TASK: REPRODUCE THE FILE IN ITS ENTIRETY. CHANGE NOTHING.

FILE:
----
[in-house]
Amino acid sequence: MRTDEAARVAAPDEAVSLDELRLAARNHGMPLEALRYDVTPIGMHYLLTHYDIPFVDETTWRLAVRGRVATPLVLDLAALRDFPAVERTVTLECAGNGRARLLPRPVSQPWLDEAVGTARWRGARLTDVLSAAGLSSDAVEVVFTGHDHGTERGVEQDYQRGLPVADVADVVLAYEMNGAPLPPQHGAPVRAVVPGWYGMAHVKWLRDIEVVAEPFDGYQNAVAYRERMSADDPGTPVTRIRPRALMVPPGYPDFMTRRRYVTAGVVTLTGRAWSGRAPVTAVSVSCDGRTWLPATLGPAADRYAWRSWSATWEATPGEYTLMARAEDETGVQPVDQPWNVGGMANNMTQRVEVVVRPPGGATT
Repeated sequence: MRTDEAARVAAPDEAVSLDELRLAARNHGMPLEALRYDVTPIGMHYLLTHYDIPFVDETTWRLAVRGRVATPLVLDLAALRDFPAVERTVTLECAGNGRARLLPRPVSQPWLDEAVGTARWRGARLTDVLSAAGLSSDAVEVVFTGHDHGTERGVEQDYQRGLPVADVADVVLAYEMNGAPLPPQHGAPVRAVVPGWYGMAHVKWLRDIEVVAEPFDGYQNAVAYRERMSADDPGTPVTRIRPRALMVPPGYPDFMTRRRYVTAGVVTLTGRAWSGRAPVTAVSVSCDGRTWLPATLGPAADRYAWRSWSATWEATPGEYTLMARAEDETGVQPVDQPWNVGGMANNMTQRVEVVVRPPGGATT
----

[in-house]
Amino acid sequence: MRTDEAARVAAPDEAVSLDELRLAARNHGMPLEALRYDVTPIGMHYLLTHYDIPFVDETTWRLAVRGRVATPLVLDLAALRDFPAVERTVTLECAGNGRARLLPRPVSQPWLDEAVGTARWRGARLTDVLSAAGLSSDAVEVVFTGHDHGTERGVEQDYQRGLPVADVADVVLAYEMNGAPLPPQHGAPVRAVVPGWYGMAHVKWLRDIEVVAEPFDGYQNAVAYRERMSADDPGTPVTRIRPRALMVPPGYPDFMTRRRYVTAGVVTLTGRAWSGRAPVTAVSVSCDGRTWLPATLGPAADRYAWRSWSATWEATPGEYTLMARAEDETGVQPVDQPWNVGGMANNMTQRVEVVVRPPGGATT
Repeated sequence: MRTDEAARVAAPDEAVSLDELRLAARNHGMPLEALRYDVTPIGMHYLLTHYDIPFVDETTWRLAVRGRVATPLVLDLAALRDFPAVERTVTLECAGNGRARLLPRPVSQPWLDEAVGTARWRGARLTDVLSAAGLSSDAVEVVFTGHDHGTERGVEQDYQRGLPVADVADVVLAYEMNGAPLPPQHGAPVRAVVPGWYGMAHVKWLRDIEVVAEPFDGYQNAVAYRERMSADDPGTPVTRIRPRALMVPPGYPDFMTRRRYVTAGVVTLTGRAWSGRAPVTAVSVSCDGRTWLPATLGPAADRYAWRSWSATWEATPGEYTLMARAEDETGVQPVDQPWNVGGMANNMTQRVEVVVRPPGGATT